Secondment unlikely to be approved..

(8 Posts)
Ginmakesitallok Wed 04-Jul-18 16:32:57

What can I do? A great opportunity has arisen for me - perfect job, more ££, promoted post. My boss has said she's not likely to be able to approve it. I'm gutted. I know she has her reasons, but that's me stuck in a team I don't want to be in, under paid and under valued. Could take it as a fixed term post, but no guarantee it would be permanent and with 20 years service is a big risk. Any suggestions?

OP’s posts: |
flopsyandjim Wed 04-Jul-18 19:45:39

secondments aren't normally made permanent. I'm assuming it's an internal position, same company? What reasons does she give for not approving it? Could you ask your union for advice?

Ginmakesitallok Wed 04-Jul-18 19:50:40

Secondments are often made permanent in our organisation - but not guaranteed. Another team member (whose work doesn't overlap with mine) is going on may leave soon. Department was meant to be being reorganised - but nothing has happened in 2 years. My job is slowly disappearing, I'm being deskilled, but there's none else who can do the shit I'm doing.

OP’s posts: |
Redcliff Wed 04-Jul-18 21:45:38

Do you mean an internal move (where I work secondment means moving to a different organisations)?

Ginmakesitallok Wed 04-Jul-18 21:48:06

It's a secondment to a different part of the same organisation - they have completely different services /budgets /management

OP’s posts: |
Zephyrsinskyatnight Wed 04-Jul-18 21:50:31

Did you provide notice or ask permission ln of applying for secondment? Asking for permission is required in our company.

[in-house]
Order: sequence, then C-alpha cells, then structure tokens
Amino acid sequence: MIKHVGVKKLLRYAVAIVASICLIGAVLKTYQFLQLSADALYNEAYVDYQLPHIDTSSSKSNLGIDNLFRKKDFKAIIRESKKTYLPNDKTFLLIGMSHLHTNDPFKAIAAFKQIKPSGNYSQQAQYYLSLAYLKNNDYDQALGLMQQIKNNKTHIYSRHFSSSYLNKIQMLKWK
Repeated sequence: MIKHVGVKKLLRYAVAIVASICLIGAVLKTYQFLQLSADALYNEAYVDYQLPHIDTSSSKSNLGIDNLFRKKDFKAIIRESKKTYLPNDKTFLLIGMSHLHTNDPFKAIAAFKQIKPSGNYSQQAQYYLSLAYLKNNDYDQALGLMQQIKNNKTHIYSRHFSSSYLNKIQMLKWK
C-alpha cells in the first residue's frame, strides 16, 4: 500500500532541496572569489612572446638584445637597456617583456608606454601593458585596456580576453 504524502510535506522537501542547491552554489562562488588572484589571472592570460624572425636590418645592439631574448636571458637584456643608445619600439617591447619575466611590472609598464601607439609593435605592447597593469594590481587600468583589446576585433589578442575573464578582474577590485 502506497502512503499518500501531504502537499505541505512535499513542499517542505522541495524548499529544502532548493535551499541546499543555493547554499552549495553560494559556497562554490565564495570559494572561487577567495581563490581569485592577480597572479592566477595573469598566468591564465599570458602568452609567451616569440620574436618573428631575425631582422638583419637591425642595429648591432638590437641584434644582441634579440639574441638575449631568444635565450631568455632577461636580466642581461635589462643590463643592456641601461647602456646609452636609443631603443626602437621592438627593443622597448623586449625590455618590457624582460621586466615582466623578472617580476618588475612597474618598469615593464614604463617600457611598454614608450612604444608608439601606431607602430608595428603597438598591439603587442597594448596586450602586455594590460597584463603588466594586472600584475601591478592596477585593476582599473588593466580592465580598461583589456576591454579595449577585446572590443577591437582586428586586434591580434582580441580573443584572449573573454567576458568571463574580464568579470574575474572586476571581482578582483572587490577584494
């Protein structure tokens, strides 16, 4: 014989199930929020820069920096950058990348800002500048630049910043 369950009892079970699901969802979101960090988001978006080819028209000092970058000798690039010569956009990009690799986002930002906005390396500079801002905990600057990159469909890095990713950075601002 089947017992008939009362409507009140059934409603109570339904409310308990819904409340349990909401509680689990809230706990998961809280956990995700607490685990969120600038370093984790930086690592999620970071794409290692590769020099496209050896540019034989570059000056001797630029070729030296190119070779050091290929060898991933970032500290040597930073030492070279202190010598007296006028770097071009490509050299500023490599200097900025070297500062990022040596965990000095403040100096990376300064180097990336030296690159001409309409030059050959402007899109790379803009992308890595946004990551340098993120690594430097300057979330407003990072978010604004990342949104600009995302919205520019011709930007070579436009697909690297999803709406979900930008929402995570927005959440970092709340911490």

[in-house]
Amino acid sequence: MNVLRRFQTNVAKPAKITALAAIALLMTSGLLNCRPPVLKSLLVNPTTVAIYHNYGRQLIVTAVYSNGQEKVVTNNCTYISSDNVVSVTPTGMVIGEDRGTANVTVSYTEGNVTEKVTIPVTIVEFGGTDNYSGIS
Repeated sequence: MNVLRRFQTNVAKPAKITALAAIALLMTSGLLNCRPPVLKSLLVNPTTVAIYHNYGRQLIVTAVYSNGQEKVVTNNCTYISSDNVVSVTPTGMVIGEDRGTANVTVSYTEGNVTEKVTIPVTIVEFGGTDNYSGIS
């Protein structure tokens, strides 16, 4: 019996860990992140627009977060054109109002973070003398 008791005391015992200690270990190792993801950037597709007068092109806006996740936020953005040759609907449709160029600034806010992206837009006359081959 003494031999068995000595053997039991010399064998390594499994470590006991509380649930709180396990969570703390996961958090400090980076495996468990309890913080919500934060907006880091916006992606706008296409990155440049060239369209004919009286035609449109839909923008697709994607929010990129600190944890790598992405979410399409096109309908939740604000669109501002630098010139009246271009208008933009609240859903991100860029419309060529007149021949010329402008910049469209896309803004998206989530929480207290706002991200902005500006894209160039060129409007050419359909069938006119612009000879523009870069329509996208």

Have you discussed how you feel with manager in 121s to get a plan in place to motivate you?

Ginmakesitallok Wed 04-Jul-18 22:05:41

I have to have her support. I've talked about it a little with her, but she doesn't get it.

OP’s posts: |
daisychain01 Thu 05-Jul-18 04:41:33

The secret of a secondment is succession planning. You're effectively creating a "problem" to your manager by wanting to be released to do a different job as it creates a vacancy she then has to try and fill for x months or years. Normally a secondment is done on the basis of loan + backfill. Because she has the power to decline your move, it puts the problem to you.

Your only hope is if you can identify someone who could do your job for you. If you can't, then the secondment is a busted flush I'm afraid. Happened to me - it's a prime example of selfish management. Keep seeking out different alternatives, don't languish In a role that's de-skilling you.

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